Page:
October 26, 2004 > Interview with Matthew Snelson
Interview with Matthew Snelson
TCV: Did you feel that returning to the swing shift was a letdown after working on investigations?
Snelson: No, not at all! In my last two weeks on swing shift with Officer [Kevin] Gott, we had one unfortunate incident when we assisted a midnight officer who was tracking down a family of someone killed in a traffic accident. We went to a house to tell the victim's sister about the accident. As far as I know, the accident was just that - the driver was following the speed limit and following all the rules of the road. That was tough!
I had a good time in investigations, but it was fun coming back to swing. When you are on patrol, there is no time to get into things as deeply as investigations. However, when you are on patrol, you are in it - it is happening! Investigations unit is sometimes a bit more removed, but you are able to pick up the ball and run with it and handle things in more depth.
TCV: Does the investigating officer tell the next-of-kin or is a specialist used for this?
Snelson: It is the officer who does this. We want whoever needs to be notified to hear the information from us. We also need to get an ID as well. In this case, there was no identification on the body except a hat that was issued by her place of employment. We had to backtrack to find out who she was. The manager of the business was new and confused her with another employee. We ended up going to another residence first and found ourselves with the named victim answering the door. It turned out that this person roomed with the victim and was able to help identify her.
TCV: Are you trained to talk with survivors?
Snelson: Not really. We become very sensitive to the situation. In this particular instance, the person we were talking to didn't speak English well and we brought another officer in to help communicate. It is hard enough to tell someone their loved one died without having to overcome a language barrier too. This was the second time I have had to do this. The first time was a suicide and in that case, I did the notification of the family. Since we talk with people every day, it becomes a matter of sensitivity. It isn't something anyone likes to do. You have to do it - it's part of the job.
TCV: Anything else?
I have worked on a lot of accidents. We dealt with the rain for the first time on this shift. I ended up directing traffic at Niles Canyon and Mission for about three hours. The lights went out and it was crazy! 99% of the people do very well, but every once in a while, people are not paying attention even with flares, flashing police lights and I am in the middle of the intersection! It only takes one exception to create an accident. We were trying to keep on our toes.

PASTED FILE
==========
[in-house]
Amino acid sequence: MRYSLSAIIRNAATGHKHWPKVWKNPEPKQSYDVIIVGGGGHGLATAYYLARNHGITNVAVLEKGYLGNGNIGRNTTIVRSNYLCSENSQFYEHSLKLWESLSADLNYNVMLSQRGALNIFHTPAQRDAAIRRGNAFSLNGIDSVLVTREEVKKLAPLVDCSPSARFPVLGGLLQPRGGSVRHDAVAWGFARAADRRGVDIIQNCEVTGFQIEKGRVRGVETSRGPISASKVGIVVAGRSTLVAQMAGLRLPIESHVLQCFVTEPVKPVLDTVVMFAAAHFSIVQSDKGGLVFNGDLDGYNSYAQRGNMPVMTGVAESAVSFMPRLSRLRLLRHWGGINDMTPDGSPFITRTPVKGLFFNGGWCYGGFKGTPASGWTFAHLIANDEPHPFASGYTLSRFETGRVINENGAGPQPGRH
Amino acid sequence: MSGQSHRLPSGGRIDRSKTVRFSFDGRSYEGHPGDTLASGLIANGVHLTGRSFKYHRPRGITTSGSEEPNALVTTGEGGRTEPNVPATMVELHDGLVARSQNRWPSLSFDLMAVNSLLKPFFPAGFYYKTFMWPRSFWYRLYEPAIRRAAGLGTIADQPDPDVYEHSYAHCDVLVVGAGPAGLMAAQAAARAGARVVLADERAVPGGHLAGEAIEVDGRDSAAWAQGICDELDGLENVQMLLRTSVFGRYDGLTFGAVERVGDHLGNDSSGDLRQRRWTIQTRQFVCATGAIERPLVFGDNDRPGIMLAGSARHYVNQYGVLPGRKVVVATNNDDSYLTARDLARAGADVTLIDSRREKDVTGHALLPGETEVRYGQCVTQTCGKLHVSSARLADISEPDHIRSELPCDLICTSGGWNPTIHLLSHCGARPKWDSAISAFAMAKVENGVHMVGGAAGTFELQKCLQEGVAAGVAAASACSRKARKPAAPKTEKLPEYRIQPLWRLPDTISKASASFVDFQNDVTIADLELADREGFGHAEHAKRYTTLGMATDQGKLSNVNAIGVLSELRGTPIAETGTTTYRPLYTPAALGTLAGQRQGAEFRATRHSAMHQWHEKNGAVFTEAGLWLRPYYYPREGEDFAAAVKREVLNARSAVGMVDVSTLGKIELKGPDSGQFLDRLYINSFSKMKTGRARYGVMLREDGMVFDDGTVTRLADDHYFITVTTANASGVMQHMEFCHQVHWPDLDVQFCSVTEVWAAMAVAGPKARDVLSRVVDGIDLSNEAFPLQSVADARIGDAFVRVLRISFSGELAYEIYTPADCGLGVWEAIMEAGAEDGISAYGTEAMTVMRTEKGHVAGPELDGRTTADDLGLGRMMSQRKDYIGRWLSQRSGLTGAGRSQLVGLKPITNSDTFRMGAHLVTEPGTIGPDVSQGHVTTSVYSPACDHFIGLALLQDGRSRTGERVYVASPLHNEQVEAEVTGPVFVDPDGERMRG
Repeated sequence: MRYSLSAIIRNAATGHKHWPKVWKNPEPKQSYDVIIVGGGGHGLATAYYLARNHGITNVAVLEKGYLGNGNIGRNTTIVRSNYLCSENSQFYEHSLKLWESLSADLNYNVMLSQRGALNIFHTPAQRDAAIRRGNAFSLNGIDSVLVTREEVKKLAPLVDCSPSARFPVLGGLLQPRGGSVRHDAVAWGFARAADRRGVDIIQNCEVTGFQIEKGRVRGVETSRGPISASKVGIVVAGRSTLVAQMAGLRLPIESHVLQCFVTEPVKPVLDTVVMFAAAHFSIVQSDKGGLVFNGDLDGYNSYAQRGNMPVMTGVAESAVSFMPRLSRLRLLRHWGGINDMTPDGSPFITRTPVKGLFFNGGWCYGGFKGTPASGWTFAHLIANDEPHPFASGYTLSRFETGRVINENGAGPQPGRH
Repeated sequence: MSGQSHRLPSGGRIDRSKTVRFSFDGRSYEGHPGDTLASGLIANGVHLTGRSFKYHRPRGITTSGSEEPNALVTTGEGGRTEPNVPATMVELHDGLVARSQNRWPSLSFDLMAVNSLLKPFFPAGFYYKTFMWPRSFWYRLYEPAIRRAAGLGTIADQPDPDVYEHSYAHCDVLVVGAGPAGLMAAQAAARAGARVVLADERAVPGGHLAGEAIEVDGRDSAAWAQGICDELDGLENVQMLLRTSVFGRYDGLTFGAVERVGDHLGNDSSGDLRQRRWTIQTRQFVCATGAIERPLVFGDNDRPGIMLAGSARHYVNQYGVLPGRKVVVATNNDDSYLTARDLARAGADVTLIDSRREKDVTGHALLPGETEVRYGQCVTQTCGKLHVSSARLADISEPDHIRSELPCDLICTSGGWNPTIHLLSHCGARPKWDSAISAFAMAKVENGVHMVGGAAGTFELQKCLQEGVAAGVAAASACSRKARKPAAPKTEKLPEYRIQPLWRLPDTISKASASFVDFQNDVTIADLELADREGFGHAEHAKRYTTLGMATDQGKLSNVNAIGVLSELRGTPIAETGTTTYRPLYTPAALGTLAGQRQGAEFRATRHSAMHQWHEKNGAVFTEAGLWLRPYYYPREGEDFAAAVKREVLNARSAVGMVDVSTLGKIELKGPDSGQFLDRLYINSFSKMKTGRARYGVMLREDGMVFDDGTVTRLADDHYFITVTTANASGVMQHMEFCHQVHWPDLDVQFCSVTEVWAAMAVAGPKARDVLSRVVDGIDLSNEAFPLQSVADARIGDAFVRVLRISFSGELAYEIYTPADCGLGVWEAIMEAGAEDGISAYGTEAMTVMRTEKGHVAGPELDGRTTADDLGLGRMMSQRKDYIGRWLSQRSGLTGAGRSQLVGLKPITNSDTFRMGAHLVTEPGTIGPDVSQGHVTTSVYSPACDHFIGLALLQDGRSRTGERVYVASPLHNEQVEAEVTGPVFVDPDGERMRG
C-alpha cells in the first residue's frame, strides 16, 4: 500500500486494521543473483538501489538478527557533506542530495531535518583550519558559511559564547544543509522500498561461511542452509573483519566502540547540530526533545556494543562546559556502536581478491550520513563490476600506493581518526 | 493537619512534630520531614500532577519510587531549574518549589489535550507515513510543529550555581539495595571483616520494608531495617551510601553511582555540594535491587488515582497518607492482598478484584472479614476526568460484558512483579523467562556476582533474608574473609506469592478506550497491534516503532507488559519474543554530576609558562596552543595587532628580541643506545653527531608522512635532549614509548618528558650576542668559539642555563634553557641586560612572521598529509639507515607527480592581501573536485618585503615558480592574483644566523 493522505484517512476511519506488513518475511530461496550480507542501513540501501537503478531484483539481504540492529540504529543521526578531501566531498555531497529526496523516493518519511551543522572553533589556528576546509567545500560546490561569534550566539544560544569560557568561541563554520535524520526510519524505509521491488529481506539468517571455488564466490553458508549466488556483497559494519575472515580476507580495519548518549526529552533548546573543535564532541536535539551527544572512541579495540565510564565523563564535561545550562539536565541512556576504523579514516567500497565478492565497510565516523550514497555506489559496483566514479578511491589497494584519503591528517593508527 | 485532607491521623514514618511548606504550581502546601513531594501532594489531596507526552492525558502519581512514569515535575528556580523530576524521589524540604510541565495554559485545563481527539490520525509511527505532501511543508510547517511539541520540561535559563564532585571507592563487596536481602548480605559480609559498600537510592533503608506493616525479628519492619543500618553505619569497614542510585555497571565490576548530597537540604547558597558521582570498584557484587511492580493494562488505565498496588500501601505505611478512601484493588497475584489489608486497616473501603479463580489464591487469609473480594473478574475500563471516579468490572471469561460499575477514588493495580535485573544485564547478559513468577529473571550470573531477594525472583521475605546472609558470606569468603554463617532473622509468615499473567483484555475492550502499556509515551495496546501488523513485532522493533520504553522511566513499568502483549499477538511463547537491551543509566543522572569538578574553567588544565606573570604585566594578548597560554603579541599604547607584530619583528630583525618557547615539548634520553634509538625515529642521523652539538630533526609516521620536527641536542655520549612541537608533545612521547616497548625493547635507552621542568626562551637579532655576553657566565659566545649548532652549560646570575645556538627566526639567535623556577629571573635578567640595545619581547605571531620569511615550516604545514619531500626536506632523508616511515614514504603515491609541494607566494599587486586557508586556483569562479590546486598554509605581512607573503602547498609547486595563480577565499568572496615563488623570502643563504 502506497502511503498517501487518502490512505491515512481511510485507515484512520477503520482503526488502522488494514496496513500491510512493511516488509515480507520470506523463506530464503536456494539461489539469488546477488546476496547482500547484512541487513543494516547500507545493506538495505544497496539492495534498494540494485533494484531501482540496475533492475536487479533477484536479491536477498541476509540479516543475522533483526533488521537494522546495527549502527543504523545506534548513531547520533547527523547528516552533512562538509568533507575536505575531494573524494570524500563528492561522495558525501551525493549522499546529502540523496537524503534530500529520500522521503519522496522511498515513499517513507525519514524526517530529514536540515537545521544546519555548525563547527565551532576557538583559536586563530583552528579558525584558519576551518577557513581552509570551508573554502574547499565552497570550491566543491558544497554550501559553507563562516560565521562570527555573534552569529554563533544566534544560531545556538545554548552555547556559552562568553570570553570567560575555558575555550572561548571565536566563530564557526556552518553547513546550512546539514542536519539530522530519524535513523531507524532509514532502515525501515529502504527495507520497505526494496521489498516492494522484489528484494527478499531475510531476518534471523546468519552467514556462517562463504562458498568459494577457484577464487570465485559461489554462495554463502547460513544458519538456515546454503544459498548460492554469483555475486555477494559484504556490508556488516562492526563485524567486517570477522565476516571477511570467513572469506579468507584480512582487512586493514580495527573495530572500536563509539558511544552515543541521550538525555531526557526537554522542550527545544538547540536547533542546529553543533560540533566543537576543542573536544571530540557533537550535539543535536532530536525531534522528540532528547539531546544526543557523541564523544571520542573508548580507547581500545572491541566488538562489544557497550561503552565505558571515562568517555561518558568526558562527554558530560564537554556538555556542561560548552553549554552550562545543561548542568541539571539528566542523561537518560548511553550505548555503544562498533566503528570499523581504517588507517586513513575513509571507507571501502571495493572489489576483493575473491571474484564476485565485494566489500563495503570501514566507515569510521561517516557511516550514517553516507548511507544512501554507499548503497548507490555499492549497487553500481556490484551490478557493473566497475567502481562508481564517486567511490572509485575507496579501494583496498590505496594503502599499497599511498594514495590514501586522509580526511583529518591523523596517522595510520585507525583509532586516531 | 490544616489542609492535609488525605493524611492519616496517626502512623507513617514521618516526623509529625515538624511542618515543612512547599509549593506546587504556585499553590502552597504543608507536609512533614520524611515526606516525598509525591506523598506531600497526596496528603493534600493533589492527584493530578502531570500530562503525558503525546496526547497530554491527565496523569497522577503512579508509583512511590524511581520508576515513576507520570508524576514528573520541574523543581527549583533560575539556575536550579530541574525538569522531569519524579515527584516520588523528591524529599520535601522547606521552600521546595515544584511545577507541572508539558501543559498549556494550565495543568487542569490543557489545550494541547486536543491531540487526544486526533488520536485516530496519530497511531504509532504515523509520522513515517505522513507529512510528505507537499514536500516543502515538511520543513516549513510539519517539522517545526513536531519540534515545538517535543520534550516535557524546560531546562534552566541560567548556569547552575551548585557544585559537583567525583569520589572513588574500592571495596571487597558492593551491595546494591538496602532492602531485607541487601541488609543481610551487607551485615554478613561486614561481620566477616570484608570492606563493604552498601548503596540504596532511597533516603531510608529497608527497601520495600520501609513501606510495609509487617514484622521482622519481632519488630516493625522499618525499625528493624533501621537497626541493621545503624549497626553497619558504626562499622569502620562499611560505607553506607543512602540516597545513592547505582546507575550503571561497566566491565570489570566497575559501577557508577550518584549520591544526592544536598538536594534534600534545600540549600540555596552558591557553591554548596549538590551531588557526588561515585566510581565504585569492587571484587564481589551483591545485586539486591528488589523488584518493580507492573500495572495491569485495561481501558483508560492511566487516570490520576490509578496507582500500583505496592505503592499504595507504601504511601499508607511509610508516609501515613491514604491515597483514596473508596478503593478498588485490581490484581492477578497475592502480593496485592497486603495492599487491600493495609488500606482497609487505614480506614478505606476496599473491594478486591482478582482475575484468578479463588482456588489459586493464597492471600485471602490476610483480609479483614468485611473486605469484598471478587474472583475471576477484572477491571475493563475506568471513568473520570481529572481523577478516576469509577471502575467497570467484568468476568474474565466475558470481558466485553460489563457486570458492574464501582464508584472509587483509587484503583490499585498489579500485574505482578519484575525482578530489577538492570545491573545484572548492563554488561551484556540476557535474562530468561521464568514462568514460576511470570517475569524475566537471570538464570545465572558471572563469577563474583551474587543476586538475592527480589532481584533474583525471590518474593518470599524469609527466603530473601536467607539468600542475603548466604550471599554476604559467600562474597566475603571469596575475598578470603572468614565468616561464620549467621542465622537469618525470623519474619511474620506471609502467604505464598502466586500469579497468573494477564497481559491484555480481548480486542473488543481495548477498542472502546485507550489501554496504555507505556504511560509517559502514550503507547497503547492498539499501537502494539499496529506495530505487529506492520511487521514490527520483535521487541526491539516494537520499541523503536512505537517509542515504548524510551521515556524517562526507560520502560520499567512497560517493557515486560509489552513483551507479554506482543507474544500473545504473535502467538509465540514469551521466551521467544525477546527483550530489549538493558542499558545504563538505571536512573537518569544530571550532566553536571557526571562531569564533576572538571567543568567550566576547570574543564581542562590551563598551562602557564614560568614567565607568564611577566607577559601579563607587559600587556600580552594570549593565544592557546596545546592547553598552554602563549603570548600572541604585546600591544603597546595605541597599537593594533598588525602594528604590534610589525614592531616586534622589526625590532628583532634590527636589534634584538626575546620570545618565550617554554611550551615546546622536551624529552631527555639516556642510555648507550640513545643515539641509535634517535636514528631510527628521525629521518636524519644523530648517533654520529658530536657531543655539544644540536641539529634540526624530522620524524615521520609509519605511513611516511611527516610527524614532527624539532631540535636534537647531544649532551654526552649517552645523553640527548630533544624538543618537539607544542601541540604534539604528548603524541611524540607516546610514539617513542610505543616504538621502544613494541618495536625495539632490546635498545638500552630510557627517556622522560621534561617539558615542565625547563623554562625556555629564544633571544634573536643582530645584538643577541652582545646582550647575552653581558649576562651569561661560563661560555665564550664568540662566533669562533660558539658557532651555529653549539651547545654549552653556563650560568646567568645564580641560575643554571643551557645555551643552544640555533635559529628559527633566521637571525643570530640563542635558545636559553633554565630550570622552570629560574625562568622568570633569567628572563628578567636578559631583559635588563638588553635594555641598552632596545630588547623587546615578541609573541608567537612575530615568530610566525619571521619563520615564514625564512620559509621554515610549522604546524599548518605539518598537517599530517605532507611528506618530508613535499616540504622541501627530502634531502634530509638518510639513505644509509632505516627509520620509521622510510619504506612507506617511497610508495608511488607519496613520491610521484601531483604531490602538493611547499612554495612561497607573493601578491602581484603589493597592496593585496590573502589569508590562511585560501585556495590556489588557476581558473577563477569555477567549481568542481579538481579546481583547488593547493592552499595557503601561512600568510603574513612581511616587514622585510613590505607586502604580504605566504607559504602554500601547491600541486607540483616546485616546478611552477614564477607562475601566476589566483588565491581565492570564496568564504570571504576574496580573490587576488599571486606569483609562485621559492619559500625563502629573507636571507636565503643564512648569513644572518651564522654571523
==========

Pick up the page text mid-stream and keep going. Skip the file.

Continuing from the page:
Another experience this last week was watching the K-9 competition held in the area. There were about 40 dogs competing. One of our officers, Jason Davison and his dog, Kanto, took second place overall. Bobby Davila and his dog, Tuffy, took a few awards as a rookie canine officer.
I am just continuing to learn. The other night was my last shift with Officer Gott, my second Field Training Officer (FTO). My last day, I made a few mistakes and walked away feeling like I wanted one more day so I could end with a good feeling. In my view, it was not a good day. This is an officer that I respect and wanted to leave this part of training on a positive note.
TCV: Have you learned more about light management?
Snelson: Yes! I am much better with that!
TCV: What's next?
Snelson: I have traffic for a week with Officer [Dennis] Madsen. I want experience in writing reports on accidents. Then I go to "mids."
The thing that has really hit me is the amount of discretion we have as police officers. When we are working with people on a situation, the outcome can often depend on how people react and assist with our investigation of what happened. There are instances where something can be viewed in several ways and we have to decide how to approach the circumstances. We had a case where someone hit a fence and left the scene. There were no injuries or anyone else involved. When we found the driver, it could have been written as property damage but his attitude and other circumstances resulted in a citation for hit and run instead.
Officer Gott made a comment that I remember when we were at a traffic accident and had to make a decision of what would be done. A man was driving with a suspended license. We allowed him to take his tools out of the truck before it was towed and impounded since these were his livelihood. We could have impounded the tools in the truck as well. He said that our goal is not to destroy people, rather make them aware of when they are breaking the law.